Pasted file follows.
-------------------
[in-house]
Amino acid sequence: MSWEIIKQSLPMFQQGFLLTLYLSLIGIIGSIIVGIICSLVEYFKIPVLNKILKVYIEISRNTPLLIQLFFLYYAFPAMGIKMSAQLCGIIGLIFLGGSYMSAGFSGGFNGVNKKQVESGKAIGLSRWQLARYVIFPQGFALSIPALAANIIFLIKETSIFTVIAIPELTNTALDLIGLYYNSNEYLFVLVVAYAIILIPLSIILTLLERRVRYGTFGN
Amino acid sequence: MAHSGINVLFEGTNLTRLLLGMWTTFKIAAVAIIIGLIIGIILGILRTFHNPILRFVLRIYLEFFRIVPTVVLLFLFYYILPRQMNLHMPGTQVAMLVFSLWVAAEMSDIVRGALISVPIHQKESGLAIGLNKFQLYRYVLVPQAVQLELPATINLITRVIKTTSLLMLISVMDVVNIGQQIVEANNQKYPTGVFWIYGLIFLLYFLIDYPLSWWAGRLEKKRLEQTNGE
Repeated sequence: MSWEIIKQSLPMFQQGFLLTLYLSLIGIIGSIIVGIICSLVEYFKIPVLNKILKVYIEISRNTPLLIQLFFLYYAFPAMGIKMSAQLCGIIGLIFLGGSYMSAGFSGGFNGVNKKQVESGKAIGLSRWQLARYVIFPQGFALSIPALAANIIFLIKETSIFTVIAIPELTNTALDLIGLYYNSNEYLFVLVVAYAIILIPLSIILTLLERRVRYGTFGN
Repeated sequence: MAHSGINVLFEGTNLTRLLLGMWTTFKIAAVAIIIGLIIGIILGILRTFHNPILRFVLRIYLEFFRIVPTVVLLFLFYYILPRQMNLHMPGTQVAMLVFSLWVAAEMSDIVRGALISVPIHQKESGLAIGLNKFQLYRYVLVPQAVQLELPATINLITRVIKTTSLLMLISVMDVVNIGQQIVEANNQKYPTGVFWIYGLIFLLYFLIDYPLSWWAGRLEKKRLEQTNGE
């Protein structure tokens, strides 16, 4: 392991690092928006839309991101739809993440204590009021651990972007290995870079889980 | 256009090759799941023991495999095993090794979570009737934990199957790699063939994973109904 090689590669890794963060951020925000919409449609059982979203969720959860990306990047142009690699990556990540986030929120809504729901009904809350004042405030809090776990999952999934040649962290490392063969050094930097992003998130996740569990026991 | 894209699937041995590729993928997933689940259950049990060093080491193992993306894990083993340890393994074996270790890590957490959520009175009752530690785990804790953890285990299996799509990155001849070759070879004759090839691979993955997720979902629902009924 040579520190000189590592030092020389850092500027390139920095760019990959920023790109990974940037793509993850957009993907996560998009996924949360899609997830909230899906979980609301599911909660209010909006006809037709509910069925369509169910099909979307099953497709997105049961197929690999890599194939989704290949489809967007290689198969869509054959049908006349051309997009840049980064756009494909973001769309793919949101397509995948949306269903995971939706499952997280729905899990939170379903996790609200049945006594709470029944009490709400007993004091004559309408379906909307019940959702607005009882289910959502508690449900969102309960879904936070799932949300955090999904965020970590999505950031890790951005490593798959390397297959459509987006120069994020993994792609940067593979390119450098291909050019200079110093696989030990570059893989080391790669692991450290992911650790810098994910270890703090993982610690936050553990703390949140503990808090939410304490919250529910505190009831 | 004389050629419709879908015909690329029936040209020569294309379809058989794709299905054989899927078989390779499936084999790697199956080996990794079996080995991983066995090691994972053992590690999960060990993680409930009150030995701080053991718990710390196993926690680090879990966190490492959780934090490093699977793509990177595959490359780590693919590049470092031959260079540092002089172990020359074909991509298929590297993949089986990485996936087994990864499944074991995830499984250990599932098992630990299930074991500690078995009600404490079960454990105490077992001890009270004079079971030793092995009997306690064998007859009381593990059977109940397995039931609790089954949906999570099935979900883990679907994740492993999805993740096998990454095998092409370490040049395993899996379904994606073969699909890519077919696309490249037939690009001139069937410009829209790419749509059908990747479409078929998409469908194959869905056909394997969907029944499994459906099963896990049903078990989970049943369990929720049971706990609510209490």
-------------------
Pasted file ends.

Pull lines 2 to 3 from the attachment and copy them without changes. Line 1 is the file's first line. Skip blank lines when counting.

Amino acid sequence: MSWEIIKQSLPMFQQGFLLTLYLSLIGIIGSIIVGIICSLVEYFKIPVLNKILKVYIEISRNTPLLIQLFFLYYAFPAMGIKMSAQLCGIIGLIFLGGSYMSAGFSGGFNGVNKKQVESGKAIGLSRWQLARYVIFPQGFALSIPALAANIIFLIKETSIFTVIAIPELTNTALDLIGLYYNSNEYLFVLVVAYAIILIPLSIILTLLERRVRYGTFGN
Amino acid sequence: MAHSGINVLFEGTNLTRLLLGMWTTFKIAAVAIIIGLIIGIILGILRTFHNPILRFVLRIYLEFFRIVPTVVLLFLFYYILPRQMNLHMPGTQVAMLVFSLWVAAEMSDIVRGALISVPIHQKESGLAIGLNKFQLYRYVLVPQAVQLELPATINLITRVIKTTSLLMLISVMDVVNIGQQIVEANNQKYPTGVFWIYGLIFLLYFLIDYPLSWWAGRLEKKRLEQTNGE